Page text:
Affective Geographies of Politics II

Type: Paper
Sponsor Groups: Geographic Perspectives on Women Specialty Group, Political Geography Specialty Group, Cultural Geography Specialty Group
Poster #:
Day: 4/5/2019
Start / End Time: 3:05 PM / 4:45 PM (Eastern Standard Time)
Room: Roosevelt 5, Marriott, Exhibition Level
Organizers: Banu Gokariksel, DEVRAN OCAL, Michelle Padley
Chairs: Anna Secor


What role do emotions and affect play in the production of the spaces and subjects of (geo)politics? Whose affect and emotions become politically transformative, and whose are dismissed? Anger, for example, is never read as just anger, but is contingent upon the gender, racialized identity, or minoritized status of the one who expresses the anger. Sorrow and mourning may be read as powerful and moving, or as over-reaction and an unwillingness to leave violence and wrongs in the past. In other contexts, such as the “refugee crisis,” in Europe and the Middle East, emotions tangle and jostle in imagery and action: empathy calls sailors to pull migrants from the sea, and the image of Alan Kurdi haunts policy discussions -- simultaneously, fear and anxiety are stoked and linked to gendered notions of the nation, such as in the portrayal of migrants from Muslim majority countries as hordes of rapists (Secor, 2018; de Genova, 2017; Herbert and Gokariksel, 2018).

Which emotions are or can be expressed, where, how, and with what effects? Gendered and embodied emotions are tipping the political scales on issues from sexual assault to intensifying xenophobia. Feminists point to women’s anger --not silenced anymore but publicly visible- as driving the #MeToo movement against sexual assault and reproductive rights movements in Argentina and Poland and Black women to run for office in Brazil and the US (Caldwell, 2018; Traister, 2018). Yet, Dr. Elizabeth Blasey Ford, who accuses the US Supreme Court then-nominee Brett Kavanaugh of sexually assaulting her could be perceived as credible by politicians and pundits only through her calmness, apologies, apparent vulnerability, and cooperative demeanor against Kavanaugh’s rage during the Senate Judiciary Hearing on 27 September 2018. The dismissal of Anita Hill’s similarly calm, composed, and articulate testimony against the then Supreme Court nominee Clarence Thomas in 1991 reveals how Blackness matters in judgements of credibility as well. More broadly, populist political leaders across the world (e.g. Erdogan in Turkey, Modi in India, Trump in the US) fuel fears and anxieties about ethnic, racial, migrant, religious, gendered, and sexual “others” (Gökarıksel & Smith, 2016; Steinberg et al, 2018) while channeling love, care, and devotion to the nation and the communities they purport to protect.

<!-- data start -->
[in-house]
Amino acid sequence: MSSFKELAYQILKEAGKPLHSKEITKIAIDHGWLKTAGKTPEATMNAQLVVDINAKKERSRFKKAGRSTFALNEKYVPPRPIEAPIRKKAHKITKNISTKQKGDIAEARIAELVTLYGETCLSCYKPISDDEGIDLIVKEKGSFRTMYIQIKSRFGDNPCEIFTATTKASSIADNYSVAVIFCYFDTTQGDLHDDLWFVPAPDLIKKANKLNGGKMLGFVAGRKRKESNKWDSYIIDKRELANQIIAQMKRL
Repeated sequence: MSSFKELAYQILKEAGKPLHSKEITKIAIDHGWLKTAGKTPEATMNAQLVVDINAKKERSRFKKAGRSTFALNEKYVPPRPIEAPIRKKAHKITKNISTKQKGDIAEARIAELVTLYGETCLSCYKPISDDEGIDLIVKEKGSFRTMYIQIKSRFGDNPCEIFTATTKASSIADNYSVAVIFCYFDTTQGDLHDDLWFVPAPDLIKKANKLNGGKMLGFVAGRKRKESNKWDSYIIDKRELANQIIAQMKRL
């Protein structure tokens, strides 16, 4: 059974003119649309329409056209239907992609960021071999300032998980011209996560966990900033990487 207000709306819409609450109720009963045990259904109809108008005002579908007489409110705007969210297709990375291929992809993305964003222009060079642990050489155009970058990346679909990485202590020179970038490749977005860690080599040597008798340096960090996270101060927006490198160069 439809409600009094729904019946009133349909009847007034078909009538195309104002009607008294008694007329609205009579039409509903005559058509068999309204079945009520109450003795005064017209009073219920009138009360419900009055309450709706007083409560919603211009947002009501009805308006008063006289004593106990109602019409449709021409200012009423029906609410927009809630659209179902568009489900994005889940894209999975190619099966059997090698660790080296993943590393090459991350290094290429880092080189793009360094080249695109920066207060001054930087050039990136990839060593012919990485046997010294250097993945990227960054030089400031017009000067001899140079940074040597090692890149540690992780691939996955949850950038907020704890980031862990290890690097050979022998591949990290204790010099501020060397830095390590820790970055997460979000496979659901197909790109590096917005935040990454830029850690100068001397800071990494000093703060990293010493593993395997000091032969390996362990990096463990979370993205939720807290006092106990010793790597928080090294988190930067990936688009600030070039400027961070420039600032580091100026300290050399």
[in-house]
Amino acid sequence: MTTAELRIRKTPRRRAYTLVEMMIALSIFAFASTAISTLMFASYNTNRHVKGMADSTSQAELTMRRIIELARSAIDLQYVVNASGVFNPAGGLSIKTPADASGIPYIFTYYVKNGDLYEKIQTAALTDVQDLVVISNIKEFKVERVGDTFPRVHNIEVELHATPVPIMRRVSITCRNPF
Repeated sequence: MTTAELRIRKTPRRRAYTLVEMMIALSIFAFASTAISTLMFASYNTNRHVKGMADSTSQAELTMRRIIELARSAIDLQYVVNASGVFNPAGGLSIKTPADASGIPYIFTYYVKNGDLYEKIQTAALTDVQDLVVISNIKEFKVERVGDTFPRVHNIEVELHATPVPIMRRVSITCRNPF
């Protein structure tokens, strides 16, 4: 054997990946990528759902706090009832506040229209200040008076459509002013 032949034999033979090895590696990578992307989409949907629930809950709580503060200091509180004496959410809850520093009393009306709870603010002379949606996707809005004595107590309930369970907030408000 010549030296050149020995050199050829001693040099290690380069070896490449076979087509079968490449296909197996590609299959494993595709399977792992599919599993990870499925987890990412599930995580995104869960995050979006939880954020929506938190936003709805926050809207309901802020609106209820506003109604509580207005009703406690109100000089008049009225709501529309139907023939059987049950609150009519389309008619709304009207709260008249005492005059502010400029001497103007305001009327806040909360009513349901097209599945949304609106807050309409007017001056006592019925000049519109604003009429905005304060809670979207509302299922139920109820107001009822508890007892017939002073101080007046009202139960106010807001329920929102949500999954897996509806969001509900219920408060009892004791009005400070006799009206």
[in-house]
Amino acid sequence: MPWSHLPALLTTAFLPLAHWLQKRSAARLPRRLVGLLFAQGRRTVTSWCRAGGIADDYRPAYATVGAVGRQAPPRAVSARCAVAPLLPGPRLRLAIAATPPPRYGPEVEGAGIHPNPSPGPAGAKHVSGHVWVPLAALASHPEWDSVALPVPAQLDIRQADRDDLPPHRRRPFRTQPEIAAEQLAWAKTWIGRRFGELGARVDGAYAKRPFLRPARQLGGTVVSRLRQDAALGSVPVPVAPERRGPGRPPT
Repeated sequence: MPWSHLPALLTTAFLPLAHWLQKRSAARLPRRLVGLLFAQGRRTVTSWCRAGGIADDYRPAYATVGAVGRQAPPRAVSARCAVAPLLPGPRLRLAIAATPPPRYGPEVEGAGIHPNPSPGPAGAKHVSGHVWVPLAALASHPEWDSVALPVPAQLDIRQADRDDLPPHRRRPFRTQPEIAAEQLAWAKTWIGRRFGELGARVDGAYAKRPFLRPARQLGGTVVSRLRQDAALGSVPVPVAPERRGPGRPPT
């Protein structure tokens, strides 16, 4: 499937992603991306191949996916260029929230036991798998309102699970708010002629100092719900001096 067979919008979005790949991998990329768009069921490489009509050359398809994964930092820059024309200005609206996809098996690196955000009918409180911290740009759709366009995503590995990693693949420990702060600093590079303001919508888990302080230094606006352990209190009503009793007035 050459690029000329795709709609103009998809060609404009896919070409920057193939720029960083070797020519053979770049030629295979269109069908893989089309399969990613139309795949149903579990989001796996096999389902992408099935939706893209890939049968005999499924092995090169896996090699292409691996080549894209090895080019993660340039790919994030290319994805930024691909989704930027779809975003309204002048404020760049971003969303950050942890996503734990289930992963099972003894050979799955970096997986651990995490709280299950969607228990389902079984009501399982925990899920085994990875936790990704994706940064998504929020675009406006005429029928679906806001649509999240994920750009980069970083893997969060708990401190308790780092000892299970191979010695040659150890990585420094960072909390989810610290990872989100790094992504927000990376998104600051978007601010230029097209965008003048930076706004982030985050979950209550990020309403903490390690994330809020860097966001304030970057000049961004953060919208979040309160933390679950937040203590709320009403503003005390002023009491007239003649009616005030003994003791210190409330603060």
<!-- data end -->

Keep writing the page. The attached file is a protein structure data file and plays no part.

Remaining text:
Emotions are central to politics today as they have always been; they do crucial political work (Ahmed 2004). We approach affect as constitutive of the architecture of the political field, and are interested in exploring how affective politics matter in producing racialized, gendered, sexual, and religiously inflected divisions and power differentials. We see this politics at work when the anger of the disenfranchised is read as righteous or dangerous depending on structured relations; hence, Black Lives Matter activists in Ferguson and young people throwing rocks at the Israeli Defense Force are read quite differently from descriptions of the (white) working class voters who are evoked to explain the rise of Trump (see Anderson, 2016).

Our approach to the affective constitution of politics builds on feminist political geography and feminist geopolitics to examine how emotions and the ways they are read and can be expressed produce social difference and structure gendered, racialized power relations. Feminist political geography has shifted our attention to the everyday, embodied, and affective practices and processes that not only materialize but also produce states, political ideology, and geopolitical strategy (Dixon & Marston, 2011; Dowler & Sharp, 2001; Massaro & Williams, 2013). Expanding the terrain to include intimate and affective (geo)politics, this research has examined emotions like fear, love, hatred, pain, anxiety and suffering in the making of borders, territory, and geopolitics (Laketa, 2016; Marshall, 2014; Pain and Smith, 2008; Gokariksel and Secor, forthcoming; Smith 2012; Smith, Swanson, & Gökarıksel, 2016; a forthcoming special issue of Environment and Planning C).

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Smith, S., Swanson, N. W., & Gökarıksel, B. (2016). Territory, bodies and borders. Area, 48(3), 258–261.
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Type Details Minutes Start Time
Presenter Malene Jacobsen*, University of Kentucky, Affective Politics of Refuge: Syrian forced migrants’ narratives of state violence and war in Denmark 20 3:05 PM
Presenter Jessie Clark*, University of Nevada, Saadet Altay, Ağrı University, The role of emotions in the religious mediation of socio-political worlds for Kurdish women in Turkey 20 3:25 PM
Presenter Janina Dobrusskin*, Humboldt-Universität zu Berlin, Ilse Helbrecht, Humboldt-Universität zu Berlin, The emotional significance of space: geographical imaginations of globalization in rural eastern Germany 20 3:45 PM
Presenter Linamar Campos-Flores*, , Patricia Martin, Université de Montréal, Geopolitics of Emotion: masculinities and subjectivity in the Canadian Seasonal Agricultural Workers Program 20 4:05 PM
Presenter Angus Lyall*, University of North Carolina at Chapel Hill, Affective Geographies of Oil Politics: Deception and Rage in Northern Ecuador 20 4:25 PM

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